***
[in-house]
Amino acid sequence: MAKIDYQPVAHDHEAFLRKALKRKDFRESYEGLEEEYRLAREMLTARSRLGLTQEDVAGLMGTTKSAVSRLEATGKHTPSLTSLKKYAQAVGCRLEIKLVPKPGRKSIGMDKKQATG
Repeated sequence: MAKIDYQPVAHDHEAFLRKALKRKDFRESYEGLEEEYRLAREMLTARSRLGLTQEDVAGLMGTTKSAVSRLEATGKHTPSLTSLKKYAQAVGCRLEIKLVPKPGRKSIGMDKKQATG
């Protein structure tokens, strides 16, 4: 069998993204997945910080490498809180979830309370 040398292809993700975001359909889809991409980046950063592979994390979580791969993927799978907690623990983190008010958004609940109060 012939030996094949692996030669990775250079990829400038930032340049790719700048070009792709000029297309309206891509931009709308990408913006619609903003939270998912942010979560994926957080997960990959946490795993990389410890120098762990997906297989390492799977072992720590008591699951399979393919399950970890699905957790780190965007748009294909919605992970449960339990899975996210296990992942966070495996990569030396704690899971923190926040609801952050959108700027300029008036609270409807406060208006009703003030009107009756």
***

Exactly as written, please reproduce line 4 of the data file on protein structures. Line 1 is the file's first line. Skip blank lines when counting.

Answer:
């Protein structure tokens, strides 16, 4: 069998993204997945910080490498809180979830309370 040398292809993700975001359909889809991409980046950063592979994390979580791969993927799978907690623990983190008010958004609940109060 012939030996094949692996030669990775250079990829400038930032340049790719700048070009792709000029297309309206891509931009709308990408913006619609903003939270998912942010979560994926957080997960990959946490795993990389410890120098762990997906297989390492799977072992720590008591699951399979393919399950970890699905957790780190965007748009294909919605992970449960339990899975996210296990992942966070495996990569030396704690899971923190926040609801952050959108700027300029008036609270409807406060208006009703003030009107009756």